On Sunday it was International Translation Day – a day to celebrate “the role of language professionals in connecting nations and fostering peace, understanding and development”.
Last year, after a period of time without a dedicated, active translation series, we launched a new series: Translation, Interpreting and Social Justice in a Globalised World. The books in this series address translation and interpreting in settings of diversity, globalisation, migration and asylum, and discuss how translation and interpreting practices (or their absence) may advance or hinder social justice. There are now two published books in the series, with the third out later this month and further titles in the pipeline. Here’s a look at the first three books in the series:
Edited by Carmen Valero-Garcés and Rebecca Tipton
This collection of new research on public service interpreting and translation (PSIT) focuses on ideology, ethics and policy development. It provides fresh perspectives on the challenges of developing translation and interpreting provision in service contexts and on the tensions between prescribed approaches to ethics and practitioner experience.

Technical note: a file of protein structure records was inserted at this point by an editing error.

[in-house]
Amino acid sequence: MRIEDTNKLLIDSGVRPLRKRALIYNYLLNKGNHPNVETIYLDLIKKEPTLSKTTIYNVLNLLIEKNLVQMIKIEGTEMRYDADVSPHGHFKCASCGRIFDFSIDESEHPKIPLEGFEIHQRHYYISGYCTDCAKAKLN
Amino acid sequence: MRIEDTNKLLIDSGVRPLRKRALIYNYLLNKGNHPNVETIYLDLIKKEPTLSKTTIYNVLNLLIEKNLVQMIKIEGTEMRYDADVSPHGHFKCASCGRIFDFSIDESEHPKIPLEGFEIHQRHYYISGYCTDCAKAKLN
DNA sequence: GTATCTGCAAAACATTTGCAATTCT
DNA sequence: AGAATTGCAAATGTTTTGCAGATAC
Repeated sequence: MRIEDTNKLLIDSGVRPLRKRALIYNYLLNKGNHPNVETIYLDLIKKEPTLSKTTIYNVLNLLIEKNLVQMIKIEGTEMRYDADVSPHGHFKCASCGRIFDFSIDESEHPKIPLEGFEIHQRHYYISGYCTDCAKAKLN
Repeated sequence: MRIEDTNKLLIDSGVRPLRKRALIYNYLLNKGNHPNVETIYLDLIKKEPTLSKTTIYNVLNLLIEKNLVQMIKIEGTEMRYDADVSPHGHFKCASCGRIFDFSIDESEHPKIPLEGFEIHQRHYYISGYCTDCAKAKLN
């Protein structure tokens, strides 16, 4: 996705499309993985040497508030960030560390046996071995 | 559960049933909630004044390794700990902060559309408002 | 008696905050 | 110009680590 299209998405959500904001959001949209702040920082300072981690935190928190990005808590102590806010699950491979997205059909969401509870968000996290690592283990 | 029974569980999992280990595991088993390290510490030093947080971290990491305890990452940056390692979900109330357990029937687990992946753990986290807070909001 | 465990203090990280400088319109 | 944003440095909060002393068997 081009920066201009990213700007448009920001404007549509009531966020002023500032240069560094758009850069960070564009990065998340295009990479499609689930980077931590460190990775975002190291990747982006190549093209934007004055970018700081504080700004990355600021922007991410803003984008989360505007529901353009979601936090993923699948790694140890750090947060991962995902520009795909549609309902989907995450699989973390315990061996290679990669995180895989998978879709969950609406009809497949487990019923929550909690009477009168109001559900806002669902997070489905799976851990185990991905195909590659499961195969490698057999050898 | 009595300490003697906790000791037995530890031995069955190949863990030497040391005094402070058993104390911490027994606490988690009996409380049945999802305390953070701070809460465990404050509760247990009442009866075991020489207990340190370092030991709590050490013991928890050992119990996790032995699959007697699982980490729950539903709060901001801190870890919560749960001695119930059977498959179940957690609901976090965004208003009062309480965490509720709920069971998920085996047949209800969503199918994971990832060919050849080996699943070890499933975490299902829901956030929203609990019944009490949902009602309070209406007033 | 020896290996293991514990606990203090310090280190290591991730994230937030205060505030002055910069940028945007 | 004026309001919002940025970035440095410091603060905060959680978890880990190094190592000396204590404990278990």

Edited by Mustapha Taibi
This book offers rich insights into the practice of community translation. Chapters outline the specific nature and challenges of community translation, quality standards, training and the relationship between community translation as a professional practice and volunteer or crowd-sourced translation.
Translation and Global Spaces of Power (due October 2018)
Edited by Stefan Baumgarten and Jordi Cornellà-Detrell
This book focuses on the role of translation in a globalising world. Chapters explore the ways in which translation is subject to ideology and power play and focus on contextual and textual factors, ranging from global, regional and institutional relations to the linguistic, stylistic and rhetorical implications of translation decisions.
Other recent translation titles include:
Edited by Mustapha Taibi
This book addresses translation and interpreting with Arabic either as a source or target language. It focuses on new fields of study and professional practice, such as community translation and interpreting, and offers fresh insights into the relationship between culture, translation and interpreting.
Edited by Jorge Díaz Cintas and Kristijan Nikolić
This book shows some of the ways in which audiovisual translation (AVT) can be approached from an academic, professional and educational point of view. The studies provide a stimulating and thought-provoking account of some of the themes that are currently being researched in the field of AVT, while also highlighting new directions of research.
For more information about the Translation, Interpreting and Social Justice in a Globalised World series please see our website.